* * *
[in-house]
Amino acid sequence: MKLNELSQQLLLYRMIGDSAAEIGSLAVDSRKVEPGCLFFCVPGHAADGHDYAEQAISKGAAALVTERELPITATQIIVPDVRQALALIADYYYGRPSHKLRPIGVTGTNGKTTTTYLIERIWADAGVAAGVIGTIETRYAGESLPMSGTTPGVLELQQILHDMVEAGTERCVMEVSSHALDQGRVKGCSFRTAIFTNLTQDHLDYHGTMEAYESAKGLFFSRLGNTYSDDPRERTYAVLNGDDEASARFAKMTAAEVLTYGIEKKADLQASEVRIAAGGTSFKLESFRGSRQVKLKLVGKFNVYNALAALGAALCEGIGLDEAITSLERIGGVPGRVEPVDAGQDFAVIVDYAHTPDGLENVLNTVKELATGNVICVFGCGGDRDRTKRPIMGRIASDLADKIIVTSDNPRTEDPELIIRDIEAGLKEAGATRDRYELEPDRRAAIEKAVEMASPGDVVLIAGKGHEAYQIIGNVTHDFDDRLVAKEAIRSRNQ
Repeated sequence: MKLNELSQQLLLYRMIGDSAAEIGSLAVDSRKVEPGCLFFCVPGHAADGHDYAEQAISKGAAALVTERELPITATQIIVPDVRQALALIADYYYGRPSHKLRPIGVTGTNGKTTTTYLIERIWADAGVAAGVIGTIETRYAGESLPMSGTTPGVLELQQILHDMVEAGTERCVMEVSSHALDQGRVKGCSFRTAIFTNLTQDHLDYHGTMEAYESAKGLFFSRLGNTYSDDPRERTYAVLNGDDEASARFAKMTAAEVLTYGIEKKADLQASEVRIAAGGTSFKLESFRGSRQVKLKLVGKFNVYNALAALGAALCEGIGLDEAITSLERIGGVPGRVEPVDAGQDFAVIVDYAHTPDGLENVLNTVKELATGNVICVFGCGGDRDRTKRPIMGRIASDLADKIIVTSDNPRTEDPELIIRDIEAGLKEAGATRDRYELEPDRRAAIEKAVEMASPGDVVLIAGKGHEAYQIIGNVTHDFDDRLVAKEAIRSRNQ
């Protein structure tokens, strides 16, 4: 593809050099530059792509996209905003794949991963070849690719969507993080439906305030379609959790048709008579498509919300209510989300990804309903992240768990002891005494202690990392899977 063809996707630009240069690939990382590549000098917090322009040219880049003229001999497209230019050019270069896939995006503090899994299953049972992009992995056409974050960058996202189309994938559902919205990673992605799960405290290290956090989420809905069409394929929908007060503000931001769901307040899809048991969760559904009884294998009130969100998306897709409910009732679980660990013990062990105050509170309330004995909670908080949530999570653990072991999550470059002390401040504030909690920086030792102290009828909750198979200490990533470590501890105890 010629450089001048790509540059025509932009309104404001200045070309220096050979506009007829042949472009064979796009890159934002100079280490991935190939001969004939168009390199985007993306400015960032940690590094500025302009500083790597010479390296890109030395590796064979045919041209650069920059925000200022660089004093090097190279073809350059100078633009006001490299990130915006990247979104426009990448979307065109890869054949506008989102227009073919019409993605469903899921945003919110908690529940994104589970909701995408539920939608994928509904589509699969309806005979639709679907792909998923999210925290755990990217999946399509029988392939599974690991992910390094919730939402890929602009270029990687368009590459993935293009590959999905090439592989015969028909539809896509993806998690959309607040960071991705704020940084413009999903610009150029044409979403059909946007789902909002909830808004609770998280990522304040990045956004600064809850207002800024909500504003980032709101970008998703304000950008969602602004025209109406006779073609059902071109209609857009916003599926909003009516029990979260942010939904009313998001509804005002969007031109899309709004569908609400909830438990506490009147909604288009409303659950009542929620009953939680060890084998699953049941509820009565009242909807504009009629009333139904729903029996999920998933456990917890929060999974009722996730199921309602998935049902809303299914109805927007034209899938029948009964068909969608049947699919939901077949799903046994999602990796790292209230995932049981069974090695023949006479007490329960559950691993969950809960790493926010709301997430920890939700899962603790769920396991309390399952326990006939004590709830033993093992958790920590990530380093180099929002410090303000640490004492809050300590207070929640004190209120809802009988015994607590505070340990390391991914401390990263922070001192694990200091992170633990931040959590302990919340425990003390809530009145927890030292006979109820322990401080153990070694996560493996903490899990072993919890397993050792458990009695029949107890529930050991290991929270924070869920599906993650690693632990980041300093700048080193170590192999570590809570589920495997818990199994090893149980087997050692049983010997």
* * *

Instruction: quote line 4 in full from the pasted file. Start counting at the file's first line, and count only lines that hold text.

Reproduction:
């Protein structure tokens, strides 16, 4: 593809050099530059792509996209905003794949991963070849690719969507993080439906305030379609959790048709008579498509919300209510989300990804309903992240768990002891005494202690990392899977 063809996707630009240069690939990382590549000098917090322009040219880049003229001999497209230019050019270069896939995006503090899994299953049972992009992995056409974050960058996202189309994938559902919205990673992605799960405290290290956090989420809905069409394929929908007060503000931001769901307040899809048991969760559904009884294998009130969100998306897709409910009732679980660990013990062990105050509170309330004995909670908080949530999570653990072991999550470059002390401040504030909690920086030792102290009828909750198979200490990533470590501890105890 010629450089001048790509540059025509932009309104404001200045070309220096050979506009007829042949472009064979796009890159934002100079280490991935190939001969004939168009390199985007993306400015960032940690590094500025302009500083790597010479390296890109030395590796064979045919041209650069920059925000200022660089004093090097190279073809350059100078633009006001490299990130915006990247979104426009990448979307065109890869054949506008989102227009073919019409993605469903899921945003919110908690529940994104589970909701995408539920939608994928509904589509699969309806005979639709679907792909998923999210925290755990990217999946399509029988392939599974690991992910390094919730939402890929602009270029990687368009590459993935293009590959999905090439592989015969028909539809896509993806998690959309607040960071991705704020940084413009999903610009150029044409979403059909946007789902909002909830808004609770998280990522304040990045956004600064809850207002800024909500504003980032709101970008998703304000950008969602602004025209109406006779073609059902071109209609857009916003599926909003009516029990979260942010939904009313998001509804005002969007031109899309709004569908609400909830438990506490009147909604288009409303659950009542929620009953939680060890084998699953049941509820009565009242909807504009009629009333139904729903029996999920998933456990917890929060999974009722996730199921309602998935049902809303299914109805927007034209899938029948009964068909969608049947699919939901077949799903046994999602990796790292209230995932049981069974090695023949006479007490329960559950691993969950809960790493926010709301997430920890939700899962603790769920396991309390399952326990006939004590709830033993093992958790920590990530380093180099929002410090303000640490004492809050300590207070929640004190209120809802009988015994607590505070340990390391991914401390990263922070001192694990200091992170633990931040959590302990919340425990003390809530009145927890030292006979109820322990401080153990070694996560493996903490899990072993919890397993050792458990009695029949107890529930050991290991929270924070869920599906993650690693632990980041300093700048080193170590192999570590809570589920495997818990199994090893149980087997050692049983010997």